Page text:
“He’s the real deal,” Marquette coach Tom Crean said. “You talk about a big man with skills and versatility. He’s got the chance to be very, very special.”

Unfortunately, Oden had surgery to repair injured ligaments in his right wrist in June and isn’t expected to debut until the Buckeyes’ Big Ten opener at Indiana (Jan. 2).

But the big man from Indianapolis is precisely the type of player who wouldn’t be on a college campus if not for the NBA’s age-restriction policy.

Starting with Kevin Garnett in 1995 and ending with the record group of 10 high school players in 2005, 39 high school players were selected in the NBA Draft. And one NBA scout estimated that as many as a dozen members of this year’s freshman class would have been selected.

Suitland native Kevin Durant, a 6-9 freshman forward at Texas, told The Washington Times several months ago he probably would have entered the draft if not for the age-restriction policy.

“Yeah, I probably would have turned pro, and I don’t think it was a [fair] rule,” he said. “I think we were just as good as the previous class that went to the NBA, but it’s all right. I’m happy at Texas.”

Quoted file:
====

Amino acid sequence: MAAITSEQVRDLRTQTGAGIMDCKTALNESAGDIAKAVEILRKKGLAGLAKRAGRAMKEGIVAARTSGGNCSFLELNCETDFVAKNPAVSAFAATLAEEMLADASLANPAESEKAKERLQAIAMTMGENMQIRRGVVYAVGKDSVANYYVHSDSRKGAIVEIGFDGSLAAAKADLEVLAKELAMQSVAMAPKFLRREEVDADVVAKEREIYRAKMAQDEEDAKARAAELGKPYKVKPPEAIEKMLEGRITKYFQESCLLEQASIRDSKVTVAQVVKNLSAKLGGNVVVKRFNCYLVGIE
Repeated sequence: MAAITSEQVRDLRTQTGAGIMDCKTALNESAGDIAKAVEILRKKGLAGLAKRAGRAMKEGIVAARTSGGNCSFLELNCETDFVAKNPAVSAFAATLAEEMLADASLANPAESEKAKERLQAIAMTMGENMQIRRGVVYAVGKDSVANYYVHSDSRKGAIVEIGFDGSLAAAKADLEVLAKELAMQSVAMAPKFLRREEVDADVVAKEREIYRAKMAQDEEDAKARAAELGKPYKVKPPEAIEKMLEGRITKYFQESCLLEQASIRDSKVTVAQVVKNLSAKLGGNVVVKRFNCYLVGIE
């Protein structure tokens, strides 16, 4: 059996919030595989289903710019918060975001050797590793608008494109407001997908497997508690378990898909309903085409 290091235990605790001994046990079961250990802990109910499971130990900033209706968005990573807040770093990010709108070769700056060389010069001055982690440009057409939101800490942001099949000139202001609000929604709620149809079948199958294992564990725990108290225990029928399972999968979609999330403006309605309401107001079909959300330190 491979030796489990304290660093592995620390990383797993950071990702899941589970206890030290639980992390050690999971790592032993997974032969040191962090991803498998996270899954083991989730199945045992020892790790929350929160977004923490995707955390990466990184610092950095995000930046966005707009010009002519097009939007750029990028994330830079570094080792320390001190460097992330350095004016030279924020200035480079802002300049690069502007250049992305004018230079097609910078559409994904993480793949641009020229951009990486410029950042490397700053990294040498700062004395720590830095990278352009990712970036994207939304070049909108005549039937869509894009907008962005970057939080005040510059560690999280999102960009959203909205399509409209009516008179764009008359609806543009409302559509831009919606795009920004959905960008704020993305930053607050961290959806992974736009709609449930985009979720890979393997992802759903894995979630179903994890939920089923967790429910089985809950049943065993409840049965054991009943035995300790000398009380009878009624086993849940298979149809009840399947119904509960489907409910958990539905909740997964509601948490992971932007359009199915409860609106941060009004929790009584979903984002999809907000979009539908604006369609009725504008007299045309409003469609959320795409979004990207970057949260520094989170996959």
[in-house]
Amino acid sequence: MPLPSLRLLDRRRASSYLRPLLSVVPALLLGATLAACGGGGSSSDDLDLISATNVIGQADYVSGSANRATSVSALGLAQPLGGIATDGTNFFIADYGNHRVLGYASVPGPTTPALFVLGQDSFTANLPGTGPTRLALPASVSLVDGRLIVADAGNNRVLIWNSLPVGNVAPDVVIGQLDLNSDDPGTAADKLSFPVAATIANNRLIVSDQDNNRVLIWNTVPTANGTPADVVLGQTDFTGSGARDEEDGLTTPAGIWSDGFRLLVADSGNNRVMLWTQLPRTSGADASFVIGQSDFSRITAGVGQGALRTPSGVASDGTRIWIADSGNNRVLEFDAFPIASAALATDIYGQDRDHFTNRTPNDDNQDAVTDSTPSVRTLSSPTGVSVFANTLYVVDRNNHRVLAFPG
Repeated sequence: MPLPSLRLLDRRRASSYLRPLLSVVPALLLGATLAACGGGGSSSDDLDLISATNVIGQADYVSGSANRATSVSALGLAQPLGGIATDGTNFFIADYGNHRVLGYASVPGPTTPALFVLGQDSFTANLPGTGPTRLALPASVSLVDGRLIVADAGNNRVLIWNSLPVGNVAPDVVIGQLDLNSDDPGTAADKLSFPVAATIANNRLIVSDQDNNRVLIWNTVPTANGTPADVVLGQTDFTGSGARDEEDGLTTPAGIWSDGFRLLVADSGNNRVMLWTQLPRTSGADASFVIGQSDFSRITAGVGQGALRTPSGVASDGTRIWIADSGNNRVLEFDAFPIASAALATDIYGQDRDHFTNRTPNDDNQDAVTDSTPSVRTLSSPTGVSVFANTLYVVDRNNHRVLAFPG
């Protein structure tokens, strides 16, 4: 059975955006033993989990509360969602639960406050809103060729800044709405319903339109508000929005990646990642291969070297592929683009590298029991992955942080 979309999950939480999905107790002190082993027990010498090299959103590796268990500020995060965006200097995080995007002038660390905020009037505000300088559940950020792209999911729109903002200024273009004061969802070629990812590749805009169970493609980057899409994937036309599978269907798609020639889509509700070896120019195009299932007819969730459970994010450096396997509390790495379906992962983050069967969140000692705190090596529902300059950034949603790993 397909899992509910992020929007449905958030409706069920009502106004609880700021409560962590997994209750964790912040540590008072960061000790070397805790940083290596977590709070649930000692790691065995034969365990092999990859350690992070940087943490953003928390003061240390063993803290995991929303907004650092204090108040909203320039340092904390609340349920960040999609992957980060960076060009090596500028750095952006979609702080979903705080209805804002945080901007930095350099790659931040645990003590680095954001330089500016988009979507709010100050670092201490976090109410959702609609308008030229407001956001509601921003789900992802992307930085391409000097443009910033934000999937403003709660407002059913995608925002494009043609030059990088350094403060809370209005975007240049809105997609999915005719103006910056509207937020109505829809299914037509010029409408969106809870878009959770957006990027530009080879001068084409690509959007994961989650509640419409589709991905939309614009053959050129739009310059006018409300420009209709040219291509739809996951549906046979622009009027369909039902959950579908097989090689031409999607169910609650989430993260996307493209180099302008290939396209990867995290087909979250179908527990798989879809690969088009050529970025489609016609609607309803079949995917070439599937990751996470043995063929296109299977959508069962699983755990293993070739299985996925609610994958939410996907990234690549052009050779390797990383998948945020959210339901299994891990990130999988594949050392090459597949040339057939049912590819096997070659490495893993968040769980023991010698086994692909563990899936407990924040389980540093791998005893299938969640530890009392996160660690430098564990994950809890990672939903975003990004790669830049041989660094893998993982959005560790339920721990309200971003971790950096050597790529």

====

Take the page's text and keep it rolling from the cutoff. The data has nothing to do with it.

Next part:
This season’s top high school player, 6-5 Huntington (W.Va.) swingman O.J. Mayo, has made rumblings that he might legally challenge the NBA rule. But for this season at least, the college basketball world will get to enjoy an unprecedented infusion of freshman talent … and perhaps an unprecedented infusion of freshman hype.

“I know it’s exciting, but I think it has been overplayed a little,” said Pittsburgh coach Jamie Dixon, whose fourth-ranked Panthers join top-ranked Florida among the elite teams who won’t rely on a freshman phenom. “I think there’s always too much talk about the incoming guys and what they did in high school. Some freshmen do live up to the hype but not many.

“The NBA’s new rule is likely to add a couple of instant superstars to the college game, but that’s it — a couple. I think people are going to be surprised at how little difference it makes to the landscape as a whole.”